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Finally, and perhaps the biggest announcement was the fact that Disney World and Disneyland will both be opening new Star Wars-theme parks. The new parks will be based around two signature rides, including one where you will be able to pilot the Millennium Falcon. The second one will give guests the chance to be in the midst of a battle between the First Order and The Resistance. Both will be based in the lore of the new trilogy, because why base rides on classic Star Wars. When will we get Admiral Ackbar’s Crazy Trap Ride?

Despite our snark and our disbelief, we will ultimately end up going to the parks and seeing the movies, because of course we will. No matter what your opinion of the mouse-led entertainment behemoth, there is one thing that you have to admit is for certain, Disney stands to make all the money… like all of it.


Photos and video courtesy: https://d23.com/

Entertainment Weekly is all about Star Wars: The Force Awakens, and they are showing off some new pictures. The images looks begrudgingly amazing and exciting. Though many of us here at The NYRD are still mourning the loss of the Star Wars Expanded Universe even we have to admit that these shots look and feel like classic Star Wars. However, we are still reserving our expectations until opening day. No one around here wants to come down with a classic case of “Phantom Menace Syndrome.”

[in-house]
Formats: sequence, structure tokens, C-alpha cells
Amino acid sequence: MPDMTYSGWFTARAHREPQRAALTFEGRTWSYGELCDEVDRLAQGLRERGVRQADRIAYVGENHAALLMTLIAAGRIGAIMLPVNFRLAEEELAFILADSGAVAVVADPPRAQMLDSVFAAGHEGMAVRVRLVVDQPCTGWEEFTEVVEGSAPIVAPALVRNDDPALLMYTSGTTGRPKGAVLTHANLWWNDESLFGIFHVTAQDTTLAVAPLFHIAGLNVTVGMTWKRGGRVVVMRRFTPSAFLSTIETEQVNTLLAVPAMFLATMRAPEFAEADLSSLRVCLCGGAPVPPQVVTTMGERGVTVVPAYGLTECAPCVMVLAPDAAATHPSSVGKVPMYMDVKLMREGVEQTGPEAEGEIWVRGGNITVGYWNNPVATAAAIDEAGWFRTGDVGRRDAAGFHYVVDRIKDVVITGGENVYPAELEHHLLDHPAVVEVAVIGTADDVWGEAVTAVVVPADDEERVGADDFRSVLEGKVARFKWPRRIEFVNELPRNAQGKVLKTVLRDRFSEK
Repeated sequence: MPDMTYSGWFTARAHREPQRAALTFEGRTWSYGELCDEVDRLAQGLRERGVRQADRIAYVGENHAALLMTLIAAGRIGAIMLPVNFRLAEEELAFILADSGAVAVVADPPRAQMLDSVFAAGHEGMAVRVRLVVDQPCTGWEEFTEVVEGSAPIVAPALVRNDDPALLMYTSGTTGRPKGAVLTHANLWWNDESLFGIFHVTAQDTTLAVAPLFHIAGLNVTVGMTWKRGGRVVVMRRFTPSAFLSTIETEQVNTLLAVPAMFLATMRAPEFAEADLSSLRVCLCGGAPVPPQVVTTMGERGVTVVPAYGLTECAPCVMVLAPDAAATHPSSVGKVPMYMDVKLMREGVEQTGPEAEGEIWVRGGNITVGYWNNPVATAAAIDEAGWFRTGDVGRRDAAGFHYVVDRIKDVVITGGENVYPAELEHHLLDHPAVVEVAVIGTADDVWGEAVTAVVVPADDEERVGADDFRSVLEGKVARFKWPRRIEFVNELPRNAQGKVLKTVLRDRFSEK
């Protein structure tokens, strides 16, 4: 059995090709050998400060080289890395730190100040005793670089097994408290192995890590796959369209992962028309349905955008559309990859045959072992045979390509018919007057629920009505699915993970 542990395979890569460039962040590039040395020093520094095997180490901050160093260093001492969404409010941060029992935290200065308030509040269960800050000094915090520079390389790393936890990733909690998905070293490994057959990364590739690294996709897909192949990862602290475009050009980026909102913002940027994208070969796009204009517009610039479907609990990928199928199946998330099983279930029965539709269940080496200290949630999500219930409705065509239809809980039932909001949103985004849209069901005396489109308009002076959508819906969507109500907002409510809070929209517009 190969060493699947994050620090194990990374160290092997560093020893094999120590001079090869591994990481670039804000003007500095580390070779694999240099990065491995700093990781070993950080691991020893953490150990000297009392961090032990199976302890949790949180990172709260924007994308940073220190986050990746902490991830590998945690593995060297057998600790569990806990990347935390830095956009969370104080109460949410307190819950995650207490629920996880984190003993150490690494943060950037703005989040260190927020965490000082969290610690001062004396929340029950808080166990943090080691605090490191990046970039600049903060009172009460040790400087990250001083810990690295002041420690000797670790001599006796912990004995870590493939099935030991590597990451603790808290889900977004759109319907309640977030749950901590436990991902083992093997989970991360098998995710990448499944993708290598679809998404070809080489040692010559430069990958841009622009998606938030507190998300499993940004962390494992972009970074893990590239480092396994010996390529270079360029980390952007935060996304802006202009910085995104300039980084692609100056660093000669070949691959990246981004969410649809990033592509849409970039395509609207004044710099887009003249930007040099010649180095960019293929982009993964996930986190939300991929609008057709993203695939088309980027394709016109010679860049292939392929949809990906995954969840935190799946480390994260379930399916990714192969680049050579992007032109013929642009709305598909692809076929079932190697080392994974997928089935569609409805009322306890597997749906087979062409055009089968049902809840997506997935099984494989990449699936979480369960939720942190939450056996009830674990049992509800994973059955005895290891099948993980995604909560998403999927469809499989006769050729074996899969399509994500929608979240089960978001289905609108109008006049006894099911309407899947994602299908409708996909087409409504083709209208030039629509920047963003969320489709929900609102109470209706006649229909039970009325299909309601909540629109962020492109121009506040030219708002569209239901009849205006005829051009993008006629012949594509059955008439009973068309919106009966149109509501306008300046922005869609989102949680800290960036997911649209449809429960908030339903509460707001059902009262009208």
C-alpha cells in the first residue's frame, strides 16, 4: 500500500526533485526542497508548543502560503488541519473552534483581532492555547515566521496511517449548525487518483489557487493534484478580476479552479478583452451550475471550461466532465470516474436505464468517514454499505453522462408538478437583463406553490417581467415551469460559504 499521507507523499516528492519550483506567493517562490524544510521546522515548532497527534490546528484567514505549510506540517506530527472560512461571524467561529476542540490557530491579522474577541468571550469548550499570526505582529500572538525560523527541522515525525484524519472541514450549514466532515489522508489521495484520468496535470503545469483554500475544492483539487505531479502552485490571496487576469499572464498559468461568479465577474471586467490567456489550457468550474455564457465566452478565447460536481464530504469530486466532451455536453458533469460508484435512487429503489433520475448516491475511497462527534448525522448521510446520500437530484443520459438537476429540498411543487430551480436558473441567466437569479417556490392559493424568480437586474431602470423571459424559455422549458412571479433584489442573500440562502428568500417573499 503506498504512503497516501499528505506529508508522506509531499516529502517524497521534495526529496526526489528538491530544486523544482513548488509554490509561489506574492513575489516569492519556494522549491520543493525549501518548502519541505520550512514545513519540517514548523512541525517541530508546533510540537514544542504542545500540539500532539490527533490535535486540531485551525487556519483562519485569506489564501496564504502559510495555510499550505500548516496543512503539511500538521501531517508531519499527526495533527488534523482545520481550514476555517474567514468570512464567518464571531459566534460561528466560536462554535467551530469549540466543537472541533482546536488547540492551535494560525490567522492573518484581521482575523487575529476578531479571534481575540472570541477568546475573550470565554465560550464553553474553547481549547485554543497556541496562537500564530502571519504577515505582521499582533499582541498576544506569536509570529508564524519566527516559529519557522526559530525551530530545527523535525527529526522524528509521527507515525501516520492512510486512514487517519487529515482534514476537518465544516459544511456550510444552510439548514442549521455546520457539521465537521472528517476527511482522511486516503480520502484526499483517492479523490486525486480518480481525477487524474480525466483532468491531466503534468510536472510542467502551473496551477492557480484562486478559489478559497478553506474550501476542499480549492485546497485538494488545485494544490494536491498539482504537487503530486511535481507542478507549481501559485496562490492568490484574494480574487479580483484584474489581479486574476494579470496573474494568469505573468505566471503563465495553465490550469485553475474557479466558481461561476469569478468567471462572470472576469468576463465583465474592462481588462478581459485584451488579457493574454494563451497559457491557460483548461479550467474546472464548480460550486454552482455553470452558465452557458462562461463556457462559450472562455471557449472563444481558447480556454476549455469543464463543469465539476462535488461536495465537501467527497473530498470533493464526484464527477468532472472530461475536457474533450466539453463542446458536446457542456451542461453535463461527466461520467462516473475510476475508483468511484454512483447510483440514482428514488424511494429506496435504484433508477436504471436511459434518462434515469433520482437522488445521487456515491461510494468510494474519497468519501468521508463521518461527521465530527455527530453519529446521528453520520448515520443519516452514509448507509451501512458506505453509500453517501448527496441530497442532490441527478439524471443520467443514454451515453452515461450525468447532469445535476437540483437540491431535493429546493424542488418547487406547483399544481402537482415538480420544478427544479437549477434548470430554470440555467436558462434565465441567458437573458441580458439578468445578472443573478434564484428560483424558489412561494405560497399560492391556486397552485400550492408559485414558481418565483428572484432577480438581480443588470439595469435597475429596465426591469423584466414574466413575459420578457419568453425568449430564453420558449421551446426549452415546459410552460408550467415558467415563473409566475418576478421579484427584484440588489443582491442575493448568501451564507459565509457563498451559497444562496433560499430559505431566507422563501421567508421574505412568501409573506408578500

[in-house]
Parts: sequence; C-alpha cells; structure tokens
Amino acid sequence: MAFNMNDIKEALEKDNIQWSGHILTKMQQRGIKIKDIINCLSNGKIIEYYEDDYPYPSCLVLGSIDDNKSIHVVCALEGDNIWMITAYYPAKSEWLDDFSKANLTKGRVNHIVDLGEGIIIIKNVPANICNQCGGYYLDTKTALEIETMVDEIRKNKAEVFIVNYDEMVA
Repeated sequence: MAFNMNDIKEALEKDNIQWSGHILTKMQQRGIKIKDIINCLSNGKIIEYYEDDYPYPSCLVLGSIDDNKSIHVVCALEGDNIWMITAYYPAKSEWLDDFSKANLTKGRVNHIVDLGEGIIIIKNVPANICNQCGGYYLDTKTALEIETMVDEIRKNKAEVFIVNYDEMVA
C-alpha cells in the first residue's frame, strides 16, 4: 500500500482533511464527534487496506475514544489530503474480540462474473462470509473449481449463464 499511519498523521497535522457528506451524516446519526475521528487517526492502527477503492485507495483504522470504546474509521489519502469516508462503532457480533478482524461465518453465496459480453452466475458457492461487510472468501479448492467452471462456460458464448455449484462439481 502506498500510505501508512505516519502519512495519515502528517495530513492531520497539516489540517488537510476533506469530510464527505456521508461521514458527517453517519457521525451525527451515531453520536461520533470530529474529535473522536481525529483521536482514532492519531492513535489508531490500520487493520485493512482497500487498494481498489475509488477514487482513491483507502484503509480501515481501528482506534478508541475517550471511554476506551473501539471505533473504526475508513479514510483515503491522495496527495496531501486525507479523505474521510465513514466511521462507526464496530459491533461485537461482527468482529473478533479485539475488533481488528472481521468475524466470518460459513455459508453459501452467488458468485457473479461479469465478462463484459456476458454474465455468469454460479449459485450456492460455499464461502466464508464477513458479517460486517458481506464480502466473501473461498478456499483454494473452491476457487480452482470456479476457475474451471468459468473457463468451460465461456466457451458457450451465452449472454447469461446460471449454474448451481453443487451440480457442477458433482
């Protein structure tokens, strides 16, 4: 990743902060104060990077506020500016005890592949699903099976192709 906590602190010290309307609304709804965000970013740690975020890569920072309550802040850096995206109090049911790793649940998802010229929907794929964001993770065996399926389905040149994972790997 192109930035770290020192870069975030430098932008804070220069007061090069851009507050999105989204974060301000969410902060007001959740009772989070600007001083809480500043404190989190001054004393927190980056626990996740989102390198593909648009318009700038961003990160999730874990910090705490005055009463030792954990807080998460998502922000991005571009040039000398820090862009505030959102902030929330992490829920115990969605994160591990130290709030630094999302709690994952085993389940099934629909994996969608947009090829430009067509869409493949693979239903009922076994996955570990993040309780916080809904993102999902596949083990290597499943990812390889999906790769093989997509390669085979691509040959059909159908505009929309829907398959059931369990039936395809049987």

EW also talked with cast and crew about some of the questions that fans had in regards to the new movie. Most importantly, they cleared up some fans objections over the character names, which seem to have more whimsy than meaning, unlike the names like Darth Vader, Han Solo, and Luke Skywalker. JJ Abrams revealed that the names may have more meaning than originally believed.

The two main leads, Finn and Rey only have first names on purpose. It leaves it open for their last names to be revealed at a more dramatic time and point. In other words, expect one or more of them to have a last name such as Solo, Skywalker, or maybe even Calrissian. The villain is named Kylo Ren, but he is a member of the Order or Ren, which we would guess is hopefully some kind of Sith Order and not something you get as a meal a long time ago at a drive-in window far far away. Also, Kylo is not his real name either, which means he could very well wind up having one of those very same above surnames we were talking about.